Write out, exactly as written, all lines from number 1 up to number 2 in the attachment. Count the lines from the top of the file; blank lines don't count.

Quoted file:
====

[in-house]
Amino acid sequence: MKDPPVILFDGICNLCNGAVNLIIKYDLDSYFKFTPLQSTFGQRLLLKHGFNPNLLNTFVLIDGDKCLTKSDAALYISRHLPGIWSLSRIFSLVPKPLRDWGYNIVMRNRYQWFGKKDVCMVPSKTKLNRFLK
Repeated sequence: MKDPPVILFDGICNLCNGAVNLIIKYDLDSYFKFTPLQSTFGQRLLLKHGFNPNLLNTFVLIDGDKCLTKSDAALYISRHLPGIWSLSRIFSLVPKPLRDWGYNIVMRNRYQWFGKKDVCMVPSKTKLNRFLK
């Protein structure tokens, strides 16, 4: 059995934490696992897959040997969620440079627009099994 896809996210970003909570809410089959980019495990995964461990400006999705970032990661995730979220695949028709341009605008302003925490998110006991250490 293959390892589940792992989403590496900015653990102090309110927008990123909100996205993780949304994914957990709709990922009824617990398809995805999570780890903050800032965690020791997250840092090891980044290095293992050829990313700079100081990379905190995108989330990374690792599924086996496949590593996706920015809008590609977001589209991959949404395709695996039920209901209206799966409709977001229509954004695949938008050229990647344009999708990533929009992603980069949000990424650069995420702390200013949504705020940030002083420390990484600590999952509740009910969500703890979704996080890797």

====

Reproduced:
[in-house]
Amino acid sequence: MKDPPVILFDGICNLCNGAVNLIIKYDLDSYFKFTPLQSTFGQRLLLKHGFNPNLLNTFVLIDGDKCLTKSDAALYISRHLPGIWSLSRIFSLVPKPLRDWGYNIVMRNRYQWFGKKDVCMVPSKTKLNRFLK